Preparing for the Storm – By: Mary Ellen Pratt, FACHE, CEO
Natural disasters and emergency weather incidents leave us feeling scared and unsafe, but we want you to know that your local hospital works hard year-round to be as prepared as possible to help even when unplanned disasters strike.
The Calm Before the Storm
Annually, the hospital evaluates the risk of potential disasters (whether natural or man-made) and prioritizes the areas of greatest vulnerability. These events are the focus of our preparedness efforts. When developing our response plans, we work with local agencies such as law enforcement, fire departments, EMS and parish offices of emergency preparedness. Together, we test plans by conducting emergency response drills. We also work with local industry and have planned and tested our joint response to disasters such as explosions and chemical releases. Most recently, we participated in a mock explosion drill with Noranda.
As a hospital, our key role is to anticipate medical needs and coordinate resources to respond. Disasters generally result in a large number of patients coming to the Emergency Room. To manage this influx, we have developed a plan to “surge within the walls” of the hospital. By repurposing space, we are able to double the capability and capacity of our ER. We have not only tested this plan in drills, but we have also executed it during disasters such as Hurricane Isaac.
In the Eye of the Storm
Severe weather alerts are not taken lightly at the hospital. When our area is threatened, we begin planning. Our first priority is the safety of patients and staff. Secondly, we want to be ready to handle the medical needs of our community. We assess our current status with regard to inpatients, outpatient scheduled procedures and clinics appointments. We consider our staffing schedules and adjust so employees can come to work and leave when it is safe to be on the roads. When we learned of the most recent tornados, we entered into Incident Command—an emergency-based leadership strategy—and began to deplore our surge plan. Physicians, surgeons and staff were called in to be ready. We were able to stay calm and effective during this disaster, because we work year-round to sharpen our response skills.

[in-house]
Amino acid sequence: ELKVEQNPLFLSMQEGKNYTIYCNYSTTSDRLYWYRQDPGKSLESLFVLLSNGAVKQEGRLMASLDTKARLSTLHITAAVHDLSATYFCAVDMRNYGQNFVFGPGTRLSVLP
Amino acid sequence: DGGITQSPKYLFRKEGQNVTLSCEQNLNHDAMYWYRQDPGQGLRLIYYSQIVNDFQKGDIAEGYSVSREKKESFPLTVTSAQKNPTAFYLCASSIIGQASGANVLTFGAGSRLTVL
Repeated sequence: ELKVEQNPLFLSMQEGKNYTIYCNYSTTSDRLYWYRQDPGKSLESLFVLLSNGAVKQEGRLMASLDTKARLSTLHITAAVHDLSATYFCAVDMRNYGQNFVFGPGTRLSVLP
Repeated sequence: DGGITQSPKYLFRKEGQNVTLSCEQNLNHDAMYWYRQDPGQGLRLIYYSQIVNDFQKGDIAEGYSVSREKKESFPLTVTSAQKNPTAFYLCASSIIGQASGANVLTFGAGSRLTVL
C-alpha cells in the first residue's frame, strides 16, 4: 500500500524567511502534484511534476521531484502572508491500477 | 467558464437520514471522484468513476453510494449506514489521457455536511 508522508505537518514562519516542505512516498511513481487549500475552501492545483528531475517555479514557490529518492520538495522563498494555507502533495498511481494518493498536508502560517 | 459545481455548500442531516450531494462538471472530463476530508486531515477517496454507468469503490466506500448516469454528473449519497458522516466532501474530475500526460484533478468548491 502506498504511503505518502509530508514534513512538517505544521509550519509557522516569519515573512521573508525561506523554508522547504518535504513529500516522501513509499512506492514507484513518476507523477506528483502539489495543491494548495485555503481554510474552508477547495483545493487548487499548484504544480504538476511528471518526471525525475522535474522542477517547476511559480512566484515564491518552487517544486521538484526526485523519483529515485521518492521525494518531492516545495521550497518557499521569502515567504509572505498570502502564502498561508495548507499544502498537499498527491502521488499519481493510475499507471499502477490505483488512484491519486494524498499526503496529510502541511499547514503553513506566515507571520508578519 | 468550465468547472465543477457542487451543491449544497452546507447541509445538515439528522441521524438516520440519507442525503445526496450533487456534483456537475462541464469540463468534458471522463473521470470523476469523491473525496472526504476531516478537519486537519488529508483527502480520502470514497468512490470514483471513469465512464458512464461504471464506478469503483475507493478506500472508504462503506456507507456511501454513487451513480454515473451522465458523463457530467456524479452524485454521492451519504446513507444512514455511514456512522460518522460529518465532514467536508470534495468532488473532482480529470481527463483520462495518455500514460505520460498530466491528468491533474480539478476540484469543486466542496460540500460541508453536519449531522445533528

After disasters we review how we responded—what worked well, what can be improved—so that next time, we are even better and more prepared. We also participate in a regional critique with the Louisiana Emergency Response Network and the Emergency Support Function 8 (ESF) Health and Medical Response Coalition for Region 3. In addition, we determine how we can help those affected. This year, we offered free tetanus vaccines to St. James Parish Emergency Responders involved in clean-up efforts.
Although natural disasters are acts of God and in theory we can never fully prepare, we owe it to you to do our best. Many of the patients we care for during these trying times are our friends and family and we want you to know we take this responsibility very seriously. We will continue to train, drill practice, reflect and review so that when our community needs us, we are ready.
- Peripheral Artery Disease Awareness (PAD)
- Wounds Must be Well-Fed
- Diabetic Foot Ulcer 101
- 5 Tips to Help Prevent Youth Sports Injuries
- Limb Loss Awareness
- Proud to Be Age-Friendly
- COVID Testing Explained
- The WHAT, HOW, WHO and WHY of Antibody Testing By: Mary Ellen Pratt, FACHE, CEO
- #TRENDING Immediate Care Clinics – By: Mary Ellen Pratt, FACHE, CEO
- Seniors and the Silent Killer – By: Mary Ellen Pratt, FACHE, CEO